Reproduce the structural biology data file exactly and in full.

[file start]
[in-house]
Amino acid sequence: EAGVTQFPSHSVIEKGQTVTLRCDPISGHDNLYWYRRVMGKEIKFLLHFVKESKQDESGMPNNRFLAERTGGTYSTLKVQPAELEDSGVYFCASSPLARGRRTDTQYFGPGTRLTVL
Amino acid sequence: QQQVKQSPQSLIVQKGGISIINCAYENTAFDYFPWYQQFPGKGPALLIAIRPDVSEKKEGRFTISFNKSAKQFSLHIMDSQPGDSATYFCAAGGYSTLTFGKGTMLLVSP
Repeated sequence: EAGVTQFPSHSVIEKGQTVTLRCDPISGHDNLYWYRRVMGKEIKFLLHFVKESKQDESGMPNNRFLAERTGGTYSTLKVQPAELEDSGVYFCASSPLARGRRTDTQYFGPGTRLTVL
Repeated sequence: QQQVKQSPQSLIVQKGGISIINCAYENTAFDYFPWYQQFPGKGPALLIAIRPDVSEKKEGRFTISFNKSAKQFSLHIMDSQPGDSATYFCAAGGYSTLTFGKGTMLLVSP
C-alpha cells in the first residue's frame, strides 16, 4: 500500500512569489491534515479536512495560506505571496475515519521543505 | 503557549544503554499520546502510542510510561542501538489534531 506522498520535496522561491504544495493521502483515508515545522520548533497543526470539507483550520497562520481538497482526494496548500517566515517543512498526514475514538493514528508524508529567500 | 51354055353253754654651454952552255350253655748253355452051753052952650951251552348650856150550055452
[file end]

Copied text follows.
[in-house]
Amino acid sequence: EAGVTQFPSHSVIEKGQTVTLRCDPISGHDNLYWYRRVMGKEIKFLLHFVKESKQDESGMPNNRFLAERTGGTYSTLKVQPAELEDSGVYFCASSPLARGRRTDTQYFGPGTRLTVL
Amino acid sequence: QQQVKQSPQSLIVQKGGISIINCAYENTAFDYFPWYQQFPGKGPALLIAIRPDVSEKKEGRFTISFNKSAKQFSLHIMDSQPGDSATYFCAAGGYSTLTFGKGTMLLVSP
Repeated sequence: EAGVTQFPSHSVIEKGQTVTLRCDPISGHDNLYWYRRVMGKEIKFLLHFVKESKQDESGMPNNRFLAERTGGTYSTLKVQPAELEDSGVYFCASSPLARGRRTDTQYFGPGTRLTVL
Repeated sequence: QQQVKQSPQSLIVQKGGISIINCAYENTAFDYFPWYQQFPGKGPALLIAIRPDVSEKKEGRFTISFNKSAKQFSLHIMDSQPGDSATYFCAAGGYSTLTFGKGTMLLVSP
C-alpha cells in the first residue's frame, strides 16, 4: 500500500512569489491534515479536512495560506505571496475515519521543505 | 503557549544503554499520546502510542510510561542501538489534531 506522498520535496522561491504544495493521502483515508515545522520548533497543526470539507483550520497562520481538497482526494496548500517566515517543512498526514475514538493514528508524508529567500 | 51354055353253754654651454952552255350253655748253355452051753052952650951251552348650856150550055452